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The EU’s chief negotiator told a House of Lords Committee Brussels “will not delay things” after Britain announced a gradual three phased implementation of border checks of its own. Ministers said full border checks will now only apply on EU goods entering the UK from July 2021. Mr Barnier said the EU was ready for Britain to leave the Customs Union and Single Market at the end of the transition period on January 1.
We are ready. Everyone has to accept their responsibilities. We have accepted ours
He warned every UK product imported into the EU would face checks once whether there was a trade deal or not.
He told peers: “All products coming into the Single Market through the borders in Ireland, Belgium, the Netherlands, and France or elsewhere will have to be checked, which of course is not the case today.
“We have recruited customs officers, 750 in the Netherlands, 700 in France, close to 400 in Belgium and many in Ireland as well, because we will have to carry out checks on products coming into the European Union.
“We are ready. Everyone has to accept their responsibilities. We have accepted ours.”
Customs bosses and haulage industry leaders have warned Britain is falling “many thousands” short of its target to train an estimated 50,000 new customs officers.
And businesses chiefs fear a new IT system to check EU-bound goods will not be up and running in time.
Mr Barnier said: “As of 1 January, all products coming in to the Single Market — coming from any third non-EU country anywhere in the world, including yours, because you are a third country — will be checked.
“If there is no deal, there would be tariffs and quotas on top of that, which would be very cumbersome and very complicated but we would have to do that.”
Failure to strike a trade deal will see the two sides trading on less lucrative WTO terms with tariffs and quotas.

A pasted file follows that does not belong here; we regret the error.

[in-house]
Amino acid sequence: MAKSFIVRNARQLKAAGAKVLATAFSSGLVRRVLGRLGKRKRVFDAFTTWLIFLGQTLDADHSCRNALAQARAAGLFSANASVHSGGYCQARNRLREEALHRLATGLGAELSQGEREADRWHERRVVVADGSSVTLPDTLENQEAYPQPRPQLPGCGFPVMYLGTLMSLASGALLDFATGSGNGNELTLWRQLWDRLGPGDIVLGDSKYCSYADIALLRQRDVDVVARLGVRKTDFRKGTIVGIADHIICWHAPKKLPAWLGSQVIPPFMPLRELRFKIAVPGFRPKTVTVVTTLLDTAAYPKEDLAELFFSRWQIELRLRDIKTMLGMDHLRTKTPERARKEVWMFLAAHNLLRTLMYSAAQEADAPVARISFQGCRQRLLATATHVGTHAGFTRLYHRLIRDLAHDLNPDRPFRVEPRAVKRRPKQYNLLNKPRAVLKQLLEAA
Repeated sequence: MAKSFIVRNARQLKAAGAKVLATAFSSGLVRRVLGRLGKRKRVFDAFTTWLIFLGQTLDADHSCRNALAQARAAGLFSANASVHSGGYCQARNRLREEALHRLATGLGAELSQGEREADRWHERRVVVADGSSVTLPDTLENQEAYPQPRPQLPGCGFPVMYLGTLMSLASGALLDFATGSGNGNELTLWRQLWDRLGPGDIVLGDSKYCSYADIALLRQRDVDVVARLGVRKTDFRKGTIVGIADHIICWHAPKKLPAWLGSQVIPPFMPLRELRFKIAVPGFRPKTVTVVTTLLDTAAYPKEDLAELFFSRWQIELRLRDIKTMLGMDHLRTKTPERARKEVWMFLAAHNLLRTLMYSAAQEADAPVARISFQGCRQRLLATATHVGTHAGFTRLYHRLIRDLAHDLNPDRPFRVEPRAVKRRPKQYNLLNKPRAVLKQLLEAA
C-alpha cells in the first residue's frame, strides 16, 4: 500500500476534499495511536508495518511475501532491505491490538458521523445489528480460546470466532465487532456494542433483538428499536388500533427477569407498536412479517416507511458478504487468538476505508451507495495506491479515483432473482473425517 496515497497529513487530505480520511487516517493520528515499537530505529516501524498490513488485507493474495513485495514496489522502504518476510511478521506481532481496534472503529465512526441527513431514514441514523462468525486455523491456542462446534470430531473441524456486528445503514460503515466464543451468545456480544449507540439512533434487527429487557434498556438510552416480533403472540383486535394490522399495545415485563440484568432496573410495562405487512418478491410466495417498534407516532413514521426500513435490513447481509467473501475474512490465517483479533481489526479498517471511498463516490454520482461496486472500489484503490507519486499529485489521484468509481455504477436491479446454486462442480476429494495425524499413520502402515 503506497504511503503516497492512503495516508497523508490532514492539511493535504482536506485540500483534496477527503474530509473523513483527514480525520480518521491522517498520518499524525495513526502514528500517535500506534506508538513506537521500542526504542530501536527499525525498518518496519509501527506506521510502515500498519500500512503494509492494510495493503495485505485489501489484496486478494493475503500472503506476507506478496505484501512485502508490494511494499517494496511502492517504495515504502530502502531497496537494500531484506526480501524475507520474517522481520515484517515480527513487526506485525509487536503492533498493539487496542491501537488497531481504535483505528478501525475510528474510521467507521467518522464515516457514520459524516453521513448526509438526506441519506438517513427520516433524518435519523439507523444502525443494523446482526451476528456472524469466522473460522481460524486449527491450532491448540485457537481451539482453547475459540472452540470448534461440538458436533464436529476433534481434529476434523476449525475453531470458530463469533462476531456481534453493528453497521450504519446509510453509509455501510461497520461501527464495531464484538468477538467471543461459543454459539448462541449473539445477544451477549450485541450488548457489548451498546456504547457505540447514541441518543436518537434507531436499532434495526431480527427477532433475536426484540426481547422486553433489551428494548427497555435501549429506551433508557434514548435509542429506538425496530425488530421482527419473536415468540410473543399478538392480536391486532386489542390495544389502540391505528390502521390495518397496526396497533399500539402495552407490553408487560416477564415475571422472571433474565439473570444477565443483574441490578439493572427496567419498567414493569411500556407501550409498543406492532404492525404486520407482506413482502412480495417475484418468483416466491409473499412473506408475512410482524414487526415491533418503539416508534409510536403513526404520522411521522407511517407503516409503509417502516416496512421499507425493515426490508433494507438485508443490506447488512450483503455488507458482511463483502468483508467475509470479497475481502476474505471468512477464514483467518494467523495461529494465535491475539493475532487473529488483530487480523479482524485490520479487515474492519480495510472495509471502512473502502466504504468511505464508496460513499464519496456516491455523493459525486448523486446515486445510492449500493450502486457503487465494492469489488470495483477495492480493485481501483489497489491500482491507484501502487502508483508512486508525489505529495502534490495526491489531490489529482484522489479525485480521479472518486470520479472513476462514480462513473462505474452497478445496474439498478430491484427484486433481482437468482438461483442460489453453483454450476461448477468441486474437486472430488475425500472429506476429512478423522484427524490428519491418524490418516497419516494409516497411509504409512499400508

Mr Barnier said the EU had offered the UK a “precautionary” extension to the transition period but the UK had rejected it.
Boris Johnson always insisted he would never extend the transition period and the deadline for any extension request has now passed.
Mr Barnier said: “We were open to an extension, even a precautionary extension, in case of need, making allowance for one before 30 June, even if in practice we did not need to use it, or all of it.
“But the UK refused to do that, so that means that time is of the essence for the negotiations.”
The EU’s chief Brexit negotiator and his UK counterpart David Frost will have a private dinner in Downing Street tonight ahead of the latest round of trade-deal talks.
Major stumbling blocks include the “level playing field” – conditions Brussels demands to ensure fair competition by keeping the UK closely tied to EU standards on workers’ rights, the environment and state subsidies – and fishing rights.
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Mr Barnier insisted the EU was “doing everything to succeed” in reaching an agreement “but not at any price”.
The Prime Minister’s official spokesman said while the talks were “informal”, discussions were likely to “cover everything from what the EU calls the level playing field through to governance structures”.
Last week, discussions between the two sides on a post-Brexit trade deal broke up early with “significant differences” remaining.
Mr Johnson is adamant the discussions will not drag on into the autumn, arguing that British businesses and citizens need certainty on the way forward before then.
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